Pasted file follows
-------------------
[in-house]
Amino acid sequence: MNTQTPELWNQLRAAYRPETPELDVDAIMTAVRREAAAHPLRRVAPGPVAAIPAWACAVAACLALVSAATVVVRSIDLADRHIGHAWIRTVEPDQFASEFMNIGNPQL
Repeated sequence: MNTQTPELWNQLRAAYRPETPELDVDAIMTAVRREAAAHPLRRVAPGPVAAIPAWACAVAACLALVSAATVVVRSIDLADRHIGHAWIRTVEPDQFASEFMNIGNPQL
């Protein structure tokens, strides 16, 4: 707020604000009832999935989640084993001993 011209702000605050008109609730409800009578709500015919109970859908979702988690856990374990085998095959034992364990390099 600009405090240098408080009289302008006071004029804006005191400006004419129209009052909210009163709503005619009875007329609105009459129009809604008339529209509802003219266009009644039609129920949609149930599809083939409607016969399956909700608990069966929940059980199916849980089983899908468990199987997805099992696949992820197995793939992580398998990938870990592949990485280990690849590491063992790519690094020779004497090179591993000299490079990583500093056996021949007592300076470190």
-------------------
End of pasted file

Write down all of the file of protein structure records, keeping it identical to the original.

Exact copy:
[in-house]
Amino acid sequence: MNTQTPELWNQLRAAYRPETPELDVDAIMTAVRREAAAHPLRRVAPGPVAAIPAWACAVAACLALVSAATVVVRSIDLADRHIGHAWIRTVEPDQFASEFMNIGNPQL
Repeated sequence: MNTQTPELWNQLRAAYRPETPELDVDAIMTAVRREAAAHPLRRVAPGPVAAIPAWACAVAACLALVSAATVVVRSIDLADRHIGHAWIRTVEPDQFASEFMNIGNPQL
């Protein structure tokens, strides 16, 4: 707020604000009832999935989640084993001993 011209702000605050008109609730409800009578709500015919109970859908979702988690856990374990085998095959034992364990390099 600009405090240098408080009289302008006071004029804006005191400006004419129209009052909210009163709503005619009875007329609105009459129009809604008339529209509802003219266009009644039609129920949609149930599809083939409607016969399956909700608990069966929940059980199916849980089983899908468990199987997805099992696949992820197995793939992580398998990938870990592949990485280990690849590491063992790519690094020779004497090179591993000299490079990583500093056996021949007592300076470190």